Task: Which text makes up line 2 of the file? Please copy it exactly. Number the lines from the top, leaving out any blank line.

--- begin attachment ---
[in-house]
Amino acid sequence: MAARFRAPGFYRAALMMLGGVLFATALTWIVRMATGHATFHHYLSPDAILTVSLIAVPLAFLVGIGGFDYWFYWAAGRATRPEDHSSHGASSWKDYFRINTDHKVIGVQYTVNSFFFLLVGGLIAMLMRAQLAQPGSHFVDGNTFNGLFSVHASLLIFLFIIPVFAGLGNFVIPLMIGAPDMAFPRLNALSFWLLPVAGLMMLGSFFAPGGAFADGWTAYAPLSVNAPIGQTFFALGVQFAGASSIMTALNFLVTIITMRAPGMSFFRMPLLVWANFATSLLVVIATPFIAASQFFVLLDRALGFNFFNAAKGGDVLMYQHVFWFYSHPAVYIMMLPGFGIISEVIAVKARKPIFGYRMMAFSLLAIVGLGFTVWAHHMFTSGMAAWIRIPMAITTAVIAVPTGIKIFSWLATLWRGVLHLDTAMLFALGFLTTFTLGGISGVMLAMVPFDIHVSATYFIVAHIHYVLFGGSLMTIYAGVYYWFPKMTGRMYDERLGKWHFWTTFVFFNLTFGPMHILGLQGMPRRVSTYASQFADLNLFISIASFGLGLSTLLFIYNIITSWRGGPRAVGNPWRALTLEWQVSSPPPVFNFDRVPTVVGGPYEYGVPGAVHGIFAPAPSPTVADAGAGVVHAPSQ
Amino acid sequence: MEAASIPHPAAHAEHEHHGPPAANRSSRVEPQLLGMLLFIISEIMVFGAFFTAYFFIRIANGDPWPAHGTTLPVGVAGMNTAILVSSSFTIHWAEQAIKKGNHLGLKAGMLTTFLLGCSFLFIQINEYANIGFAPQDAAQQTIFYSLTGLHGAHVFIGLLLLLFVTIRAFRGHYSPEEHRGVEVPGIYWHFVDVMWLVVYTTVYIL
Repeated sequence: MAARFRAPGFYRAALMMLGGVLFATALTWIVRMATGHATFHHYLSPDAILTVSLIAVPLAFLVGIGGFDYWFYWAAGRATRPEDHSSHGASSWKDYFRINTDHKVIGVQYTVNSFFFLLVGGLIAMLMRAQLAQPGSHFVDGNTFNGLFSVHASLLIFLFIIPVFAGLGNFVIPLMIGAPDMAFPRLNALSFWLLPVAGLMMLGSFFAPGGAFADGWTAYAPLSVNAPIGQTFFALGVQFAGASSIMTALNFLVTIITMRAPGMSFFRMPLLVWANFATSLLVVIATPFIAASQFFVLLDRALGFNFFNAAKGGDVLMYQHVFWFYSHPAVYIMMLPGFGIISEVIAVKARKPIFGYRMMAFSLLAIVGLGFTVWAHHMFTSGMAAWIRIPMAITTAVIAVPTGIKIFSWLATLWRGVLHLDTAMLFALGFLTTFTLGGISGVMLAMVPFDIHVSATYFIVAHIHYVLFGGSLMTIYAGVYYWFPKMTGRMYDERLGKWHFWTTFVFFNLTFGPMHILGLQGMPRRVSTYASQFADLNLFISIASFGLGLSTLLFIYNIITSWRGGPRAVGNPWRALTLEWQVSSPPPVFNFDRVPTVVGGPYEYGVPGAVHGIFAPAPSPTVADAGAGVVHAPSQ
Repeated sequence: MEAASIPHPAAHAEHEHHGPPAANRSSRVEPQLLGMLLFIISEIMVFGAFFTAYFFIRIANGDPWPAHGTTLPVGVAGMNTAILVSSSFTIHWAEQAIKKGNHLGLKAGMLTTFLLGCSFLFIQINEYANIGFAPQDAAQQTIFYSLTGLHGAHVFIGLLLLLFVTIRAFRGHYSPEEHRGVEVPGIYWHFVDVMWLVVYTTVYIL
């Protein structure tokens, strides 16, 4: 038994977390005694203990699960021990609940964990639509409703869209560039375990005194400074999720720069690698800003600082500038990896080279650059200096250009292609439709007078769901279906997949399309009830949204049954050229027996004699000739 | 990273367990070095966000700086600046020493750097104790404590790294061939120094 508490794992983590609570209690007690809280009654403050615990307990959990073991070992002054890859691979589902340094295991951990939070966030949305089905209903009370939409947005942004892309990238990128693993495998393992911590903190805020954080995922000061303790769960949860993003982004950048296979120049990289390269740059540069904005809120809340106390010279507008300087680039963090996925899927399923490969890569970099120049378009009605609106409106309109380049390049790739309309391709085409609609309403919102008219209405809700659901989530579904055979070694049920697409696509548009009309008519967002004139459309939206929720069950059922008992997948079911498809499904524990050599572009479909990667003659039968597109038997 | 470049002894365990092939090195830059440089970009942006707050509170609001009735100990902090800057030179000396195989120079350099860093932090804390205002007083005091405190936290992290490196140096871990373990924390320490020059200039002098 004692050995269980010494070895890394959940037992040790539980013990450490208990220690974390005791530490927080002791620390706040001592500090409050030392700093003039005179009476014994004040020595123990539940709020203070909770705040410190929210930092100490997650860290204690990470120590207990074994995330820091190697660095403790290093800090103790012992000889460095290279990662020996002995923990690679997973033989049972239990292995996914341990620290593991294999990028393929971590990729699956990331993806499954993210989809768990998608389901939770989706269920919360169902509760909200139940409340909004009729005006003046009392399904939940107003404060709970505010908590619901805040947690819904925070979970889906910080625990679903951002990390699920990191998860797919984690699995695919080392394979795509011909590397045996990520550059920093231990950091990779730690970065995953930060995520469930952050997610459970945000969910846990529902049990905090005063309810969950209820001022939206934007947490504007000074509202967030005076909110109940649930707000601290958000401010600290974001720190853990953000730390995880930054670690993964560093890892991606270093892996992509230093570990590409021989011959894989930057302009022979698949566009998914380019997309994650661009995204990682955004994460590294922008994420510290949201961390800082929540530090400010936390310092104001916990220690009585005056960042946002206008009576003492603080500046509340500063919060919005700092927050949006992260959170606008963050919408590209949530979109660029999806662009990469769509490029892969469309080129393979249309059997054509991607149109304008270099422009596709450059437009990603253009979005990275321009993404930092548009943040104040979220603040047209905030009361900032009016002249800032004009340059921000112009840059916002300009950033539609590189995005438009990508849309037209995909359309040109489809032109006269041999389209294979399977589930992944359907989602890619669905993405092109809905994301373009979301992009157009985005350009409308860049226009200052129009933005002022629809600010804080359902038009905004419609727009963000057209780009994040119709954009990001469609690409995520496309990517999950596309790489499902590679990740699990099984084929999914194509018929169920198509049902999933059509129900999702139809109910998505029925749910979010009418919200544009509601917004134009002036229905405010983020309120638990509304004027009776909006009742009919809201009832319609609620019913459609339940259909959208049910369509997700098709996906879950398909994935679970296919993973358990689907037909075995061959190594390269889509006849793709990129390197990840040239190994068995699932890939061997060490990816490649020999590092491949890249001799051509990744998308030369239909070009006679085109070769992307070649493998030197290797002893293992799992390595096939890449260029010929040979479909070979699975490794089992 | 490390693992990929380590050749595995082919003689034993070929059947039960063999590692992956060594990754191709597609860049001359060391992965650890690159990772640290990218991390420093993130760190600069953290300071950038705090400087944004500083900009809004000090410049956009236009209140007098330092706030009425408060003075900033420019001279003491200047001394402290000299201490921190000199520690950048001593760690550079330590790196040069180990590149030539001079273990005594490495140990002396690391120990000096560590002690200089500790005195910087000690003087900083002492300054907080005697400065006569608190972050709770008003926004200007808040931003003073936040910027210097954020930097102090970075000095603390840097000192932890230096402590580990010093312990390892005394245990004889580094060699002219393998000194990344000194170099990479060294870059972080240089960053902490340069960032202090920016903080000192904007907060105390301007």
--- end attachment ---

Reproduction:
Amino acid sequence: MAARFRAPGFYRAALMMLGGVLFATALTWIVRMATGHATFHHYLSPDAILTVSLIAVPLAFLVGIGGFDYWFYWAAGRATRPEDHSSHGASSWKDYFRINTDHKVIGVQYTVNSFFFLLVGGLIAMLMRAQLAQPGSHFVDGNTFNGLFSVHASLLIFLFIIPVFAGLGNFVIPLMIGAPDMAFPRLNALSFWLLPVAGLMMLGSFFAPGGAFADGWTAYAPLSVNAPIGQTFFALGVQFAGASSIMTALNFLVTIITMRAPGMSFFRMPLLVWANFATSLLVVIATPFIAASQFFVLLDRALGFNFFNAAKGGDVLMYQHVFWFYSHPAVYIMMLPGFGIISEVIAVKARKPIFGYRMMAFSLLAIVGLGFTVWAHHMFTSGMAAWIRIPMAITTAVIAVPTGIKIFSWLATLWRGVLHLDTAMLFALGFLTTFTLGGISGVMLAMVPFDIHVSATYFIVAHIHYVLFGGSLMTIYAGVYYWFPKMTGRMYDERLGKWHFWTTFVFFNLTFGPMHILGLQGMPRRVSTYASQFADLNLFISIASFGLGLSTLLFIYNIITSWRGGPRAVGNPWRALTLEWQVSSPPPVFNFDRVPTVVGGPYEYGVPGAVHGIFAPAPSPTVADAGAGVVHAPSQ